We all learn from early on that computers work with zeros and ones, also known as binary information. This approach has been so successful that computers now power everything from coffee machines to self-driving cars and it’s hard to imagine a life without it.
Building on this success, today’s quantum computers are also designed with binary information processing in mind. “The basic building blocks of quantum computers are more than just zeros and ones,” explains Martin Ringbauer, an experimental physicist from Innsbruck, Austria. “Restricting them to binary systems prevents these devices from living up to their true potential.”
The team, led by Thomas Munz in the Department of Experimental Physics at the University of Innsbruck, has now succeeded in developing a quantum computer that can perform random calculations using so-called quantum numbers (qudits), thus unlocking more computational power with fewer quantum particles. Their study was published in Nature Physics.
Different quantum systems
Although storing information with zeros and ones is not the most efficient way to perform arithmetic operations, it is the simplest. Simplicity also often means reliability and robustness, so binary information has become the undisputed standard for classic computers.
In the quantum world, the situation is completely different. In the quantum computer in Innsbruck, for example, information is stored in individual trapped calcium atoms. Each of these atoms naturally contains eight different states, only two of which are used to store information. In fact, nearly all quantum computers in existence have access to more quantum states than they use in calculations.
A natural approach to hardware and software
Physicists from Innsbruck have now developed a quantum computer that can harness the full potential of these atoms, by computing with codes. Unlike the classic case, using more cases does not make the computer less reliable. “Quantum systems naturally have more than only two states, and we have shown that we can control all of them equally,” says Thomas Mons.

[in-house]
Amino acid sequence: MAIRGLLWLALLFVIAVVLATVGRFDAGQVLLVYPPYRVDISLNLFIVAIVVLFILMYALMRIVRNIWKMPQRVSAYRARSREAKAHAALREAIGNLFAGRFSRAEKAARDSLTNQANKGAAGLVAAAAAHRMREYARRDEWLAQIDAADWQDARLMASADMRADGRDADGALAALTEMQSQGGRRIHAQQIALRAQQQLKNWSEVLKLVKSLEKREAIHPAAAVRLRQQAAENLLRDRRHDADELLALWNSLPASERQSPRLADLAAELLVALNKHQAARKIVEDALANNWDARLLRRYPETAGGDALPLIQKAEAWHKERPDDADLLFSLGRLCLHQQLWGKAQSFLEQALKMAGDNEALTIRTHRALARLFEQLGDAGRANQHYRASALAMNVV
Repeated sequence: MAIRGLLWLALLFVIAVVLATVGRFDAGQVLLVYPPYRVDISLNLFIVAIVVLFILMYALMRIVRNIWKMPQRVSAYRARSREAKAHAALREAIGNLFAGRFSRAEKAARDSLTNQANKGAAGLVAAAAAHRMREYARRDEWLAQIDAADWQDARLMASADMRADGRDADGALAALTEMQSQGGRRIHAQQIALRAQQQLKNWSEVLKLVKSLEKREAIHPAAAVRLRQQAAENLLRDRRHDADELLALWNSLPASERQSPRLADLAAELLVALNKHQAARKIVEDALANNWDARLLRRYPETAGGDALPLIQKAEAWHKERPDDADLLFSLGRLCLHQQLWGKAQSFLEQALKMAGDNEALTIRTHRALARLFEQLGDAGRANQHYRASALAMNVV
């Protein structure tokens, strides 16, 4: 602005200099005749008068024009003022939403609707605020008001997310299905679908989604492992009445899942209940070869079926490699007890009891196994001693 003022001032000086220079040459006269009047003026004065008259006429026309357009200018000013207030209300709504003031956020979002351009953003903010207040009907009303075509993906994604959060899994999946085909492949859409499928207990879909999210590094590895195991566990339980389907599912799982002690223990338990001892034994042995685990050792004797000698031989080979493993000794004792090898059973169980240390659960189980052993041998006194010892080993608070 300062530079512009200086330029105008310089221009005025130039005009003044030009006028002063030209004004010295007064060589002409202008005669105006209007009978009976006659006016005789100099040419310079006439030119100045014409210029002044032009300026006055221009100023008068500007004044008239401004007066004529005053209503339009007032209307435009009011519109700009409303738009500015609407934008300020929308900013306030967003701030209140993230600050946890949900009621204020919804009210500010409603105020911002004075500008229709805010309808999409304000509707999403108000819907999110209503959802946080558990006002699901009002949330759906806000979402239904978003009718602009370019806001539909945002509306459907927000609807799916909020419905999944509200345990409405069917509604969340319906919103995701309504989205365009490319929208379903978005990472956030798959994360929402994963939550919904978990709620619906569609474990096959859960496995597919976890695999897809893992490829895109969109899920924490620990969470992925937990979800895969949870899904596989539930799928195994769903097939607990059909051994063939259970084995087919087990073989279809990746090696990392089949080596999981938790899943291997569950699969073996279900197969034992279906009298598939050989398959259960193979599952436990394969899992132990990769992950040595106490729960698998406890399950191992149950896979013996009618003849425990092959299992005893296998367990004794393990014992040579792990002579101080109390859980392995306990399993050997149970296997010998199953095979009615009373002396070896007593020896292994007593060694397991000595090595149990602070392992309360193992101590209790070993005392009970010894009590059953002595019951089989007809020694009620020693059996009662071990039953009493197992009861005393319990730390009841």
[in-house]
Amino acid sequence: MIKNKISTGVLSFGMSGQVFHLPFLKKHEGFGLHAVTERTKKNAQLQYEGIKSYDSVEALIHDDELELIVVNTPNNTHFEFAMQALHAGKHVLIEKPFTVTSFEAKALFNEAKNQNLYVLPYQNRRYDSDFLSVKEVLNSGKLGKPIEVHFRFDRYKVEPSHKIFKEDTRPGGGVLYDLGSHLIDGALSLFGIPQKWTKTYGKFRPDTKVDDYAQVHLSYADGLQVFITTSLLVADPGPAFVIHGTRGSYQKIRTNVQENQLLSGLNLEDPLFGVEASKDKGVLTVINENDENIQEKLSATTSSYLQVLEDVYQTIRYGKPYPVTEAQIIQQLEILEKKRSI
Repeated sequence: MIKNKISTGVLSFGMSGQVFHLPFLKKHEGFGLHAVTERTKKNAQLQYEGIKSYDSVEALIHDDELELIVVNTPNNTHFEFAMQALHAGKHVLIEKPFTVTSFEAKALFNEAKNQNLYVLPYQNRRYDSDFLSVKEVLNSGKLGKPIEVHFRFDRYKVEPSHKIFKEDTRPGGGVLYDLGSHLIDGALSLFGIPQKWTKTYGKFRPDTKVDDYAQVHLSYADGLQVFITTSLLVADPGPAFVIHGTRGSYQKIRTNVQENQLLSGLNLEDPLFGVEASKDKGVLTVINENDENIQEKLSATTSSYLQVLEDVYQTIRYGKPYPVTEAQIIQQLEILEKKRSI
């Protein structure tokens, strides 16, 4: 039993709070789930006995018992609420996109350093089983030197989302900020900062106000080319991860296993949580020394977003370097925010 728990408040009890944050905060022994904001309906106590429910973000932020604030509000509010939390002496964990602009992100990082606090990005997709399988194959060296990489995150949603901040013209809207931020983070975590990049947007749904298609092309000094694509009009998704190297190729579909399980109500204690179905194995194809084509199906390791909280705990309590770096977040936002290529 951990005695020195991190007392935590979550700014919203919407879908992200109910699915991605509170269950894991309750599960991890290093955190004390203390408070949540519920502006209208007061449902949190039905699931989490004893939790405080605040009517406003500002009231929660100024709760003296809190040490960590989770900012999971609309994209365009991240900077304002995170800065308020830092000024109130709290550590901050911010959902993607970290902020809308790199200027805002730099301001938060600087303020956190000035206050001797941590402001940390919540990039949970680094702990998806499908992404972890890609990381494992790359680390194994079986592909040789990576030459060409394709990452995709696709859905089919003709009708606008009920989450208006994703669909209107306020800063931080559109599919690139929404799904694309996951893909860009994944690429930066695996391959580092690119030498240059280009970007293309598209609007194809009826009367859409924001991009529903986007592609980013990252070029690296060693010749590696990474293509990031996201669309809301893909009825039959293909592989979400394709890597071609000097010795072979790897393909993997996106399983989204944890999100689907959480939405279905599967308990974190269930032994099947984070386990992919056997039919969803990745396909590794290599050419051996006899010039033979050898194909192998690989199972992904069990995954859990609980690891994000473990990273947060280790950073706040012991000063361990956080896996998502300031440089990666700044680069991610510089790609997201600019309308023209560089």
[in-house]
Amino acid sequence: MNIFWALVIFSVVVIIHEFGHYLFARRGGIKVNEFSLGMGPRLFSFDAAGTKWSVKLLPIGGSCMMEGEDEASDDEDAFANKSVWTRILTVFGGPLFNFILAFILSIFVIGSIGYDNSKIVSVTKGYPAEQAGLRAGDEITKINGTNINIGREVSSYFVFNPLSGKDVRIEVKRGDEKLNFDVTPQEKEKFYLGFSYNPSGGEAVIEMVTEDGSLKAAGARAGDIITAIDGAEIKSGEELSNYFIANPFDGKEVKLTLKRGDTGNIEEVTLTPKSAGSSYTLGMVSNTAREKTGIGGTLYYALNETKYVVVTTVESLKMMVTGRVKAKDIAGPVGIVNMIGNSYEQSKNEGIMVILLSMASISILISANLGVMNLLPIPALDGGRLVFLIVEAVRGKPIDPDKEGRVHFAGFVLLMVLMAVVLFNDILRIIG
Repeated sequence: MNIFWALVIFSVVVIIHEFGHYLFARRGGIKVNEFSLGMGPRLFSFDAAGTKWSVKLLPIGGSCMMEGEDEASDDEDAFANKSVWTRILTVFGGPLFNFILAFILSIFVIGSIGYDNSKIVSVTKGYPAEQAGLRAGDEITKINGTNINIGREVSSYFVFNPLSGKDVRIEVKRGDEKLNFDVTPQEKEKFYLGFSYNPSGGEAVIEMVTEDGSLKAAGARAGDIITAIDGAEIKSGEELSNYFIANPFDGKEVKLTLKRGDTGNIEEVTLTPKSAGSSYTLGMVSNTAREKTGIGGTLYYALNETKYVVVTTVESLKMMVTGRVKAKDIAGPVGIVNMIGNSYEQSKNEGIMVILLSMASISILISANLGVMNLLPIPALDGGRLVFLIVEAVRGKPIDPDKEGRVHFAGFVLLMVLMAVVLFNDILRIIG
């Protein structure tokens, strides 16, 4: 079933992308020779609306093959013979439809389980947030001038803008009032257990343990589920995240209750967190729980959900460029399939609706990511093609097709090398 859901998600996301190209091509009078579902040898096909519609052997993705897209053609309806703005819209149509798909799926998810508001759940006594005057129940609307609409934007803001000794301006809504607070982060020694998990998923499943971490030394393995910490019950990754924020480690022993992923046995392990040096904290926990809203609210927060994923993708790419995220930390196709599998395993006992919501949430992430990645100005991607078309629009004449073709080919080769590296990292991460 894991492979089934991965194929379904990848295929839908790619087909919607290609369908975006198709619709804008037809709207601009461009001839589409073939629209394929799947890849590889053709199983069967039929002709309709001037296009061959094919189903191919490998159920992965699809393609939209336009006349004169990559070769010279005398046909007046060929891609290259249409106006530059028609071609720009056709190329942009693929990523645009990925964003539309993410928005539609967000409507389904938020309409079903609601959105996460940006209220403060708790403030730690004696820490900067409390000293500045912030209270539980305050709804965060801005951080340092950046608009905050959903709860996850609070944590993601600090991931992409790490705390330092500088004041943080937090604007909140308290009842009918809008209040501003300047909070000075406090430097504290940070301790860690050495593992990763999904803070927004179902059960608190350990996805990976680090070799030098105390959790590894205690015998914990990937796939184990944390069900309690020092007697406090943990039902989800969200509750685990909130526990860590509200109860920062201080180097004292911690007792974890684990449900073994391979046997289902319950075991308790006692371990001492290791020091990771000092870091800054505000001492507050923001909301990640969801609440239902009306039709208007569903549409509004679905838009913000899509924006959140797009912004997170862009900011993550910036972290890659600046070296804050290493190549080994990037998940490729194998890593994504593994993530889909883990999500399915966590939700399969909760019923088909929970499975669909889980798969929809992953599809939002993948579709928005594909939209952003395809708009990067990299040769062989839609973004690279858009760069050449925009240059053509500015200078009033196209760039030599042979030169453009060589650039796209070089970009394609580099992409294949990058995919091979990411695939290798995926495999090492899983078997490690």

On the flip side, many tasks that require quantum computers, such as problems in physics, chemistry, or materials science, are also naturally expressed in qudit. Rewriting them often makes qubits too complex for today’s quantum computers. Martin Ringbauer explains: “Working with more than one and zero is very natural, not only for a quantum computer but also for its applications, allowing us to unleash the true potential of quantum systems.”
Error-free quantum computing becomes a reality
Martin Ringbauer, a universal codete quantum processor with trapped ions, Nature Physics (2022). DOI: 10.1038/s41567-022-01658-0. www.nature.com/articles/s41567-022-01658-0
Presented by the University of Innsbruck
the quote: Quantum computer running more than zero and one (2022, July 21) Retrieved on July 21, 2022 from https://phys.org/news/2022-07-quantum.html
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